Performance Top Image_Cylla

UNM00RED: Apolonia Velasquez © Cylla von Tiedemann

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Students have opportunities to perform special commissions or remounts of work by acclaimed Canadian choreographers; works by Christopher House from the repertoire of Toronto Dance Theatre; works by talented emerging creators; and classic dances by significant international choreographers.

The School presents a series of performances in our home theatre, including winter and spring programs that involve the entire student body and a third year show for graduating students in a distinctive program of solos, duets, and small ensemble repertory.

Third year students present their own choreographic work as a culmination of the Creative Process course, designed to guide them through the choreographic process, from conception through creation and rehearsal, and finally to performance. More informal student-run Coffee House performances regularly present original student choreography.

In rehearsal and in performance, dancers are immersed in the act of creation, re-creation, and interpretation. They experience different choreographic processes, learn valuable performance skills, and are prepared to become the most versatile of instruments as professional dancers.

All of the above performances take place in our home theatre, the Winchester Street Theatre. In 2020-21, performances have shifted online.

 

Special Additional Performances

Graduating classes have appeared at the Canada Dance Festival (CDF) since 2006, performing with students from a nationwide consortium of contemporary professional training programs. Additionally a renowned choreographer has worked separately with each school, assembling the final piece in Ottawa. Tedd Robinson and Ginette Laurin have created past work for the consortium; in 2012, graduating dancers performed repertory by Jean-Pierre Perreault.  In 2014, Tedd Robinson once again created a stunning new work which was performed on the National Arts Centre Theatre stage. The choreographer for the 2016 graduating class was Robert Desrosiers. In 2018, Harold Rhéaume was commissioned to create a new work; as the CDF was on hiatus that year, the work was presented instead at the New Blue Festival in Toronto, to great acclaim. Future graduating classes will have the opportunity to continue this tradition, in these or other festivals.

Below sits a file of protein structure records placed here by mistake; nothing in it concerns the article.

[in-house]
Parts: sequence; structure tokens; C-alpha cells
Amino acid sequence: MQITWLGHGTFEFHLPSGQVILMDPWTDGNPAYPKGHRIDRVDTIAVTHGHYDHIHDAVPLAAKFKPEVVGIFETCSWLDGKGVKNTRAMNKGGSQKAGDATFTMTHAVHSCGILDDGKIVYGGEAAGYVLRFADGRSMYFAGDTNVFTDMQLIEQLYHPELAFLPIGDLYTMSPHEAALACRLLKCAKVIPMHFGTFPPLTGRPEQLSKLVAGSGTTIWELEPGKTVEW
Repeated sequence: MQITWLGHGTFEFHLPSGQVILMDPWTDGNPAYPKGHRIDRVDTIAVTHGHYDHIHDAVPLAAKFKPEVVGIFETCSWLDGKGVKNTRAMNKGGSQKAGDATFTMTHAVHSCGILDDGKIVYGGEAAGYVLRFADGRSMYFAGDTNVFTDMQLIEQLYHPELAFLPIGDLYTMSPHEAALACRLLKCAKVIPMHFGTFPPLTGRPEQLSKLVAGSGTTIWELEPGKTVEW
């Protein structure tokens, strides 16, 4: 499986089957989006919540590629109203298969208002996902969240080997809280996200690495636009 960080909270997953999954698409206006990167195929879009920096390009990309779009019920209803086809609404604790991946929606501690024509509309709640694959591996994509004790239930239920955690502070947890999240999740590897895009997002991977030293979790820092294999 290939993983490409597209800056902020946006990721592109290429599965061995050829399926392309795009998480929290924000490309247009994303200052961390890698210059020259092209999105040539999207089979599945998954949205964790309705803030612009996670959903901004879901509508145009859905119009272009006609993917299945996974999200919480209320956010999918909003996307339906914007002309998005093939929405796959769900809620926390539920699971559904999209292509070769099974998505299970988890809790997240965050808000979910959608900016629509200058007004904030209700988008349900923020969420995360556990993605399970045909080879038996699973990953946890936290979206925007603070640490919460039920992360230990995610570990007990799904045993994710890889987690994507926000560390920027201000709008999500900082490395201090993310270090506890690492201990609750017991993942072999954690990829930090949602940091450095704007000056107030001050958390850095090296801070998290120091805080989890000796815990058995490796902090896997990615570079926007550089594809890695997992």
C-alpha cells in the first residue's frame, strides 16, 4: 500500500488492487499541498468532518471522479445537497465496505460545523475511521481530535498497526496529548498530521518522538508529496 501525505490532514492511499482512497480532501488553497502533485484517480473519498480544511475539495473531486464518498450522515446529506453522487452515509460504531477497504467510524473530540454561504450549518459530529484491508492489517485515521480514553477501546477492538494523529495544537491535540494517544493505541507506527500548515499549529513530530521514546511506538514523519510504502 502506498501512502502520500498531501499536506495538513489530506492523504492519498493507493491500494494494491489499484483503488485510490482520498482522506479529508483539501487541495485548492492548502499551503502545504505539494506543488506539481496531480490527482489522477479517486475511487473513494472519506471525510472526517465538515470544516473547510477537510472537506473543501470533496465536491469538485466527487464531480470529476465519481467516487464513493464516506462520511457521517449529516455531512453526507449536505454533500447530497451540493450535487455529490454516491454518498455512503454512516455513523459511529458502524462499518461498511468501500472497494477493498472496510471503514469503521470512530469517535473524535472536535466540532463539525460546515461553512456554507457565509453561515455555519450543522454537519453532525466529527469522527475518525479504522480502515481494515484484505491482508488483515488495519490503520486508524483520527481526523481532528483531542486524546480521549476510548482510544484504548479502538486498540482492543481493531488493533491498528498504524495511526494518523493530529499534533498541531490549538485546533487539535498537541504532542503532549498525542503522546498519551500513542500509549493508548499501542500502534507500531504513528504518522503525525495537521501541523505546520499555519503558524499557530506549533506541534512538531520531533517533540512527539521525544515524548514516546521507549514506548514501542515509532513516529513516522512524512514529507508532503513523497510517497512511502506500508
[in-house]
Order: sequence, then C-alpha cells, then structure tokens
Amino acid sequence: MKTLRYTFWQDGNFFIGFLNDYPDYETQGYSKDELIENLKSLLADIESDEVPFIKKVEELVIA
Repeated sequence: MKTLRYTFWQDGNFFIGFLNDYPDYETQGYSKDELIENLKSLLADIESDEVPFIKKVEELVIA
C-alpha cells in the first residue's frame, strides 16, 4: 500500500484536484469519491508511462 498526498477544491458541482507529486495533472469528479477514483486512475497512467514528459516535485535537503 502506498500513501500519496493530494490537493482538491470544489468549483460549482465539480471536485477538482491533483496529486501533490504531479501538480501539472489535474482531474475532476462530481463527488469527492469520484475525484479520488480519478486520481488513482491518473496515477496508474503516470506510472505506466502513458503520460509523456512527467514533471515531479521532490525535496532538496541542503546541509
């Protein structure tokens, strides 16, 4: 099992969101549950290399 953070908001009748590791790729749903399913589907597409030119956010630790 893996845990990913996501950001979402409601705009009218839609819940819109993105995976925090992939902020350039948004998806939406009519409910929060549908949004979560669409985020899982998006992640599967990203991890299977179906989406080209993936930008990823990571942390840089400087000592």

Various projects have involved students in special additional performances, including Tribute to Rachel Browne at the Fleck Dance Theatre, in Jean-Pierre Perreault’s Joe et Rodolphe at the National Arts Centre Theatre in Ottawa, and Paul-André Fortier’s October Sky at Nuit Blanche in Toronto. They have also performed in excerpts from Serge Bennathan’s The Trilogy of Sable/Sand in the Abilities Arts Festival celebration of the Neat Strange Music of Ahmed Hassan at the Betty Oliphant Theatre, and in works by Rachel Browne, Danny Grossman, Bill James, Kaeja d’Dance, Ginette Laurin, Julia Sasso, and Gerry Trentham.

Additionally, our students have participated in performances of the Old and Young and Reckless Together series in Toronto, featuring remounts of classic works by senior choreographers, most recently the work of Paul-André Fortier.

Since 2018, our students have had the opportunity to perform at the SummerWorks Performance Festival, in works which have won the School’s Winchester Prize. Through the generosity of Lindy Green and Sam Chaiton, this prize is presented for choreographic distinction and perceived potential for creative development. In 2018, three of our dancers performed in Kristen Stambolic’s prize-winning work One for Five, and in 2019, seven dancers appeared in two new works; The Nine Brains of the Human Mind, by Tanveer Alam, and those, on the surface, by Kari Labrentz.  In 2020, Haley Dimeck and María Isabel Salgado were chosen as winners of the Winchester Prize. They were mentored in their creation period by the respected senior choreographer Denise Fujiwara.

It’s really exciting to remember all the pieces we’ve danced together; we’ve created completely different worlds in different pieces. Everyone has grown so much; we came in not knowing very much, and we are about to leave knowing quite a lot. – Marco Placencio, graduate, from Sao Paulo, Brazil